4.6. Theoretically, the reading gives a solid framework of how to design interactive multimodal learning spaces within a homogeneous group of students (same levels of skills and abilities). Nonetheless, it immediately made me think of students with disabilities, more specifically when the topic about instructional media is introduced. Honestly, I became more aware of this subject since I started working at CNDLS in “A Different Dialogue” and “Inclusive Pedagogy”. So, as Instructional Designers, how should we rethink this learning theory in terms of people with disabilities in a classroom? How should we manage the interactivity in a heterogenous group of students (multiple intelligences and (dis)abilities? Would the design principles (guided, reflection, feedback, pacing and pretraining) function similarly within a group of learners from different nationalities?

5. Innovation vs. effectiveness

5.1. (Jasmine) The implementation of technology in education has to considered through the prism of learning theory.

5.2. (Jasmine) It’s an exciting proposition to have this technology available, but is it as useful as we’d like to imagine or is this another case of tech-fad fever?

5.3. (Anne) The use of digital technologies is limited in the Philippines, but that does not mean that teachers aren’t being creative with the learning design. Many times, it is this lack of digital technology that pushed teachers’ creativity. For example, I’ve seen teachers use color coded cards to do the same thing the Lantern does. One take away we can have from this is that technology is not the be all and end all of learning design. It is simply one aspect of it.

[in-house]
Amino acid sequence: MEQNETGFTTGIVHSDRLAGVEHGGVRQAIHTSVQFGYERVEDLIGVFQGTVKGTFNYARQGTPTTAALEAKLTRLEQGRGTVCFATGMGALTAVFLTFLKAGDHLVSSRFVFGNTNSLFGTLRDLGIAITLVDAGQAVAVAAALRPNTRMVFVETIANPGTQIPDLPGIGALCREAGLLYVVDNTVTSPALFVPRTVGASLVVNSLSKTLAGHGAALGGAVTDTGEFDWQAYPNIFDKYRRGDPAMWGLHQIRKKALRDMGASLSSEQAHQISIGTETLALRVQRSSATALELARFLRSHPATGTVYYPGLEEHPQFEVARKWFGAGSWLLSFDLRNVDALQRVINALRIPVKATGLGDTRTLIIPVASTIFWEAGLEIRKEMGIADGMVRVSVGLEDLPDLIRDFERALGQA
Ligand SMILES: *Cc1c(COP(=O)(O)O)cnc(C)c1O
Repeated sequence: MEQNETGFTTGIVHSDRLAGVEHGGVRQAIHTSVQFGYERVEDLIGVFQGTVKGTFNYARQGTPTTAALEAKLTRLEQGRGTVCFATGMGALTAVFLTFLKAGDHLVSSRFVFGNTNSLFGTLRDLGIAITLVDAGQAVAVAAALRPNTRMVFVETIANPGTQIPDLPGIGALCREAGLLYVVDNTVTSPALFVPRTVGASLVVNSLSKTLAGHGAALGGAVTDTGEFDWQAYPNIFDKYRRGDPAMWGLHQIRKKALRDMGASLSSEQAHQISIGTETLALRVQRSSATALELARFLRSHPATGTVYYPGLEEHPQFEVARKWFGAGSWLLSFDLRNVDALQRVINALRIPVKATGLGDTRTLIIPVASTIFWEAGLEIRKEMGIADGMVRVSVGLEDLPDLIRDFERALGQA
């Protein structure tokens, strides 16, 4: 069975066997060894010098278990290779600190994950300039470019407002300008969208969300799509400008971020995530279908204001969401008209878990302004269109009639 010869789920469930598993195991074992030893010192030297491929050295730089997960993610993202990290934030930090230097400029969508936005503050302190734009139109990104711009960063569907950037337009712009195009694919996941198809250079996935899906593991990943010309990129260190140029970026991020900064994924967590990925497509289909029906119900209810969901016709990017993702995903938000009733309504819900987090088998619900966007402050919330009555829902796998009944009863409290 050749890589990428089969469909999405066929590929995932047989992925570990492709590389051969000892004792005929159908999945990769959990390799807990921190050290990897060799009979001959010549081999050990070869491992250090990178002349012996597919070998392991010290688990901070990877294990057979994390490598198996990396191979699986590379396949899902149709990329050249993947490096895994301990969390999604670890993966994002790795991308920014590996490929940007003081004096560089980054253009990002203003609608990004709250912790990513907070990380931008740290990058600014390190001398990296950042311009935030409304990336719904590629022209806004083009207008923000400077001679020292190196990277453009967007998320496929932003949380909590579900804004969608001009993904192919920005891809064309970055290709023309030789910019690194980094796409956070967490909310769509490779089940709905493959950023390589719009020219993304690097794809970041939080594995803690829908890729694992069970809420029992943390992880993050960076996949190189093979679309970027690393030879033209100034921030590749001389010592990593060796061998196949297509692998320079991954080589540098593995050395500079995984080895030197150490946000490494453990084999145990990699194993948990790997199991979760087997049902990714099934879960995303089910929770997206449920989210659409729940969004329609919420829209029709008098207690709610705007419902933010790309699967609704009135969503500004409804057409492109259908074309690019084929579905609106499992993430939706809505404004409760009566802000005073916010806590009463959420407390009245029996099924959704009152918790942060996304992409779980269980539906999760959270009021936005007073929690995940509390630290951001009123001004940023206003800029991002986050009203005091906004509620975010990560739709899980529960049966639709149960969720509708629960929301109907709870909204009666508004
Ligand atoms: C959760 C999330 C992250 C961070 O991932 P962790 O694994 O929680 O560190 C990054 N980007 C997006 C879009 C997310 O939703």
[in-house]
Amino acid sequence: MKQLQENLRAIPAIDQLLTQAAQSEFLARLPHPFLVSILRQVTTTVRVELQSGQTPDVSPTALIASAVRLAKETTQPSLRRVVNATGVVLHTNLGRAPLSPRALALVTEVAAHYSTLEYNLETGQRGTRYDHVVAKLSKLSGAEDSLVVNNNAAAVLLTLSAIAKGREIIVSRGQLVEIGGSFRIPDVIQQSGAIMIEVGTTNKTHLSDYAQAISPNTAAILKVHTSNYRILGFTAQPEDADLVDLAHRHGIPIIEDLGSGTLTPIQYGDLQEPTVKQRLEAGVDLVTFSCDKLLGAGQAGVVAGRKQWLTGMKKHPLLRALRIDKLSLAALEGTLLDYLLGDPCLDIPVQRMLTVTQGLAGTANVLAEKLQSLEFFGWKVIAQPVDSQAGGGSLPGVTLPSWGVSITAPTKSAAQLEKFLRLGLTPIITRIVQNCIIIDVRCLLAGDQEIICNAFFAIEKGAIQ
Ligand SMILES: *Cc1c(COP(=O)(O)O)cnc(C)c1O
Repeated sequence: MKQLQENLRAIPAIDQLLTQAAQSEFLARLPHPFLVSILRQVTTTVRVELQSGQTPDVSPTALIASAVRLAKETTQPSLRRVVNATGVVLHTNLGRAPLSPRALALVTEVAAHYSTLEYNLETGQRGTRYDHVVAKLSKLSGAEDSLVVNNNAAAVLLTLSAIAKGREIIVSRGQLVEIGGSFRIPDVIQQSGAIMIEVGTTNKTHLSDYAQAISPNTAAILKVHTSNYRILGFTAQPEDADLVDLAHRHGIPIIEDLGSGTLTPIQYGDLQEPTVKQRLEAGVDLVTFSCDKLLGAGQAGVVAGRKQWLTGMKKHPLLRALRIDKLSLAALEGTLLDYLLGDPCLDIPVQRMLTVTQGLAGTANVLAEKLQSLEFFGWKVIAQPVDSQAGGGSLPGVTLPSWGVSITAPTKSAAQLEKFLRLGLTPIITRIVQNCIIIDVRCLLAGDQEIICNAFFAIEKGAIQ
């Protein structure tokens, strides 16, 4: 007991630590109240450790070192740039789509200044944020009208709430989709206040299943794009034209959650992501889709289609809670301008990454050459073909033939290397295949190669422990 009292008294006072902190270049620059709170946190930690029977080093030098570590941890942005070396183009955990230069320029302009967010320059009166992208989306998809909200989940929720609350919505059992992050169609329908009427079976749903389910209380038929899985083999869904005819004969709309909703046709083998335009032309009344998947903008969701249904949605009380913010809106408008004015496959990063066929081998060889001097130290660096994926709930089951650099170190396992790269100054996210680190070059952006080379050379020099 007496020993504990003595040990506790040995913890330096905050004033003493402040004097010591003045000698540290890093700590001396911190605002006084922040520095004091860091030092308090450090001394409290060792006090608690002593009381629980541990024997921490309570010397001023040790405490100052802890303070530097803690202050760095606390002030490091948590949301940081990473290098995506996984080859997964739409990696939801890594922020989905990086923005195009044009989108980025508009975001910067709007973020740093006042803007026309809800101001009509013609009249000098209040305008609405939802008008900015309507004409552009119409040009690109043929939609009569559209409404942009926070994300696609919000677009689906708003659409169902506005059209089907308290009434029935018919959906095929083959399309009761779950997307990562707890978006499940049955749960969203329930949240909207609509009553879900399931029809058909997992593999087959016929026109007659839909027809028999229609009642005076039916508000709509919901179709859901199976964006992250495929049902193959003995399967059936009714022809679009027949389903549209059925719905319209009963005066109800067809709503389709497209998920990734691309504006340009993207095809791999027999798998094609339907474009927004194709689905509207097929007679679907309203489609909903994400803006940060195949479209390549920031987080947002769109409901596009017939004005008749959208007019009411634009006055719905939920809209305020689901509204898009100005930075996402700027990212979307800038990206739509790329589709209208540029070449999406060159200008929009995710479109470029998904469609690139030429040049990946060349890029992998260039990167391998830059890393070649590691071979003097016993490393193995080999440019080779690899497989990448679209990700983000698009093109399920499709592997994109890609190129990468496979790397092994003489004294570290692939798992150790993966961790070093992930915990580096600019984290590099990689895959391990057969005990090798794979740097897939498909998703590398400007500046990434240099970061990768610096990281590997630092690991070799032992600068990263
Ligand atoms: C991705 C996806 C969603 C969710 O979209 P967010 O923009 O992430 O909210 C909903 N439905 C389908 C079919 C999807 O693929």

5.4. (Sandy) So, it was very cool, but I don't recall students doing a lot of cool things with it. Students mainly still read out of the textbook, participated in group discussions and wrote note cards. It was also one of the cooler classrooms that had laptops for each student, which we did not use much.

5.5. We get excited when there are many new options, such as animations or audio, and it may seem cool to incorporate as much as possible. But, sometimes, as little as possible is the best.

5.6. (Mark) When designing learning environments and engagements, it is easy to get swept away in grandiose ideas of interaction, flashiness, making everything ‘clickable’, etc., but what exactly is the most effective way to create learning environments that foster that most productive and long-term learning?